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Vessels of Rage, Engines of Power: The Secret History of Alcoholism

4.4 out of 5 stars 14 customer reviews
ISBN-13: 978-0963024220
ISBN-10: 0963024221
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Editorial Reviews

From Booklist

Graham's central assertion is that alcoholism causes egomania, displayed in such behaviors as denial, lying, overachievement, ethical deterioration, false accusations, rejection of friends, grandiosity, aggressive sexual behavior, multiple marriages, unreasonable resentments, and superficial emotions. Based on their biographies and on alcoholism research, he then "diagnoses" alcoholism in historical figures ranging from Beethoven to Jeffrey Dahmer. Reversing the usual question--Why do so many authors have alcohol problems?--he argues that writing is a profession with particular appeal for self-centered alcoholics. (The same is true of acting.) Traitors, serial killers, business executives, and politicians draw similar attention; for Graham, Hitler's alcoholic father and Stalin, whom he labels "supreme alcoholic," are responsible for this century's most mind-boggling abuses of power. Certainly this is not an essential purchase, and Graham's methods are questionable, but his study will no doubt appeal to readers with a personal interest in--or experience with--alcoholism. Mary Carroll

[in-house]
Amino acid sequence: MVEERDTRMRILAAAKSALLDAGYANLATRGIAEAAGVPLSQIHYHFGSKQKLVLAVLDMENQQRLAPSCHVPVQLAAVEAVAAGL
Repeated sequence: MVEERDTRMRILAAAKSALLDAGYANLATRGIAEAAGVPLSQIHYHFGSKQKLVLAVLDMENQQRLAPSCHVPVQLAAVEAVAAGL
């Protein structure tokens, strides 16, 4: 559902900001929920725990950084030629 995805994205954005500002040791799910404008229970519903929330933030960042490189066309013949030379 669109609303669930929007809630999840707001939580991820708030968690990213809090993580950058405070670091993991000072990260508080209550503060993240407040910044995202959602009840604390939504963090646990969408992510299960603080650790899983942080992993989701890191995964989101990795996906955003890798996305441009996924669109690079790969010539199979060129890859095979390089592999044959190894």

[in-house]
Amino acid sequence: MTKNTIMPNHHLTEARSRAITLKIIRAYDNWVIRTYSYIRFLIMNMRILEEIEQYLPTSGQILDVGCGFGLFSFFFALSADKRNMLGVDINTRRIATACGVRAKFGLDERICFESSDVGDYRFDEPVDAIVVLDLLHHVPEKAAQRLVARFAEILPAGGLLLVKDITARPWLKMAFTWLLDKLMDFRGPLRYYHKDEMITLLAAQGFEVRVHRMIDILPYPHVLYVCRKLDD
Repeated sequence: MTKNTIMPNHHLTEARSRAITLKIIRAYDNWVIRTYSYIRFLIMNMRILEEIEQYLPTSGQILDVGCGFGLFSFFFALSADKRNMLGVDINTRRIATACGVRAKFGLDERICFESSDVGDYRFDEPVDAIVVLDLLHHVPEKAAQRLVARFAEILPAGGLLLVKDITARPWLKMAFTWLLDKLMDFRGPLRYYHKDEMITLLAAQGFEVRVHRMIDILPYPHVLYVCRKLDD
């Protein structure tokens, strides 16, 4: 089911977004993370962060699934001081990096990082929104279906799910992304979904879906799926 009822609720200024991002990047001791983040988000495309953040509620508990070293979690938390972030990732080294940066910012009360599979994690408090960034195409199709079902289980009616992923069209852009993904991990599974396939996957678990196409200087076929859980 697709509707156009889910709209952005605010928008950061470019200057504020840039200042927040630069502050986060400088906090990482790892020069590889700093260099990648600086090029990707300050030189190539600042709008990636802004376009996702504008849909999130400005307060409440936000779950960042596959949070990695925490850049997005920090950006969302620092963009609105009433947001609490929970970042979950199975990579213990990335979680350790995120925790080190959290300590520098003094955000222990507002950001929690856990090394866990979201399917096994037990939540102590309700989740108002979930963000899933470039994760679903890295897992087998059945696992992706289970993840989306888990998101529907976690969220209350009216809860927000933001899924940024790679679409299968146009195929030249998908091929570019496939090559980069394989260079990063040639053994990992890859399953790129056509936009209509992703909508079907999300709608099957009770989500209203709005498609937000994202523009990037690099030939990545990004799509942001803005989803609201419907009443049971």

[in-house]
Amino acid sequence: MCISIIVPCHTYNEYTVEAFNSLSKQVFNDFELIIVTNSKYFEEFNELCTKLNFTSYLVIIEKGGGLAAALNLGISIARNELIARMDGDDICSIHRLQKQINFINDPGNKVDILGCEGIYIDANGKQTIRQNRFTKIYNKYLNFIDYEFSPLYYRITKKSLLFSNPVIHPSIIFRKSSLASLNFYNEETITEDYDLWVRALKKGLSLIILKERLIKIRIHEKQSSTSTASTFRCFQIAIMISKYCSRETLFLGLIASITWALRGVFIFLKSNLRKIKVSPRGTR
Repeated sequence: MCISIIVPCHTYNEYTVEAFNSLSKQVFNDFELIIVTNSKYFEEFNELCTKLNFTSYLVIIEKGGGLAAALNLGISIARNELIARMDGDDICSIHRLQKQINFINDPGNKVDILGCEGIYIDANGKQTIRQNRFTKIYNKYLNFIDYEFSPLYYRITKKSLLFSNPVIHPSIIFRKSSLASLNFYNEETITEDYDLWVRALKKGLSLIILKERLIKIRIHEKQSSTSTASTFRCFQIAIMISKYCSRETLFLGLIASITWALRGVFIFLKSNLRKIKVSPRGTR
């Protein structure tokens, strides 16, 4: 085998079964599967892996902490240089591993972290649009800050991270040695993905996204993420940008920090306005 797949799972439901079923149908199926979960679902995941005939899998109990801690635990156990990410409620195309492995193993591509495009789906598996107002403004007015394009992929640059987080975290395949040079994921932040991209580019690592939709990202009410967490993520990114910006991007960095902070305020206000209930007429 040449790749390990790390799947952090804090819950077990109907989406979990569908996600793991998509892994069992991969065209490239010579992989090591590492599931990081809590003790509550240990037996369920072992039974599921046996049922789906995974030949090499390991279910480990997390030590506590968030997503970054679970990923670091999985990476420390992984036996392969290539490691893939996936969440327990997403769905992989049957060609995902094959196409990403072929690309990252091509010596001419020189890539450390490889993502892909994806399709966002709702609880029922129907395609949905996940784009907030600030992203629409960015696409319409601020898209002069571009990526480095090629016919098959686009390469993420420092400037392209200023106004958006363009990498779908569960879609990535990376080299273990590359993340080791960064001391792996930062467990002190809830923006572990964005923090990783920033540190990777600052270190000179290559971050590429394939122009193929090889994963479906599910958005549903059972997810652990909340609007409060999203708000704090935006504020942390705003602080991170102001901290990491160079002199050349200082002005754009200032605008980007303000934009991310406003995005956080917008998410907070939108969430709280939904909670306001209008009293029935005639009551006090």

"... you can't read this book without gaining a better understanding of alcoholism." -- Rosalie Block, Jackson County Pilot, Sept. 1, 1994

"Deserves ongoing attention as a fine collection of case studies illustrating the influence of alcoholism on society. -- Reviewer's Bookwatch, November, 1994

"Fascinating! Fascinating! A really interesting read." -- Dean Edell, M.D., The Dean Edell Show

"Fascinating. A scholarly yet easy to read look at alcoholism's influence on politics, the arts and global history." -- EAP Digest, July/August 1995

"His argument for the presence of alcoholism in the many historical figures... is convincing... [these include] Joseph Stalin, Alexander the Great, Henry Ford II, John Wayne Gacy and other serial killers... Easy to read. Whatever controversies it creates are much more to its advantage than its disadvantage." -- Eric W. Fine, M.D., American Journal of Forensic Psychiatry, Vol 14, No 2, 1994

"I found the book a 'good read'. It would infuriate ardent opponents of the disease model of alcoholism, however. ... [It is] a 'breath of fresh air from outside the establishment.' -- John M. Stanhope, Drug and Alcohol Review, 15, 1996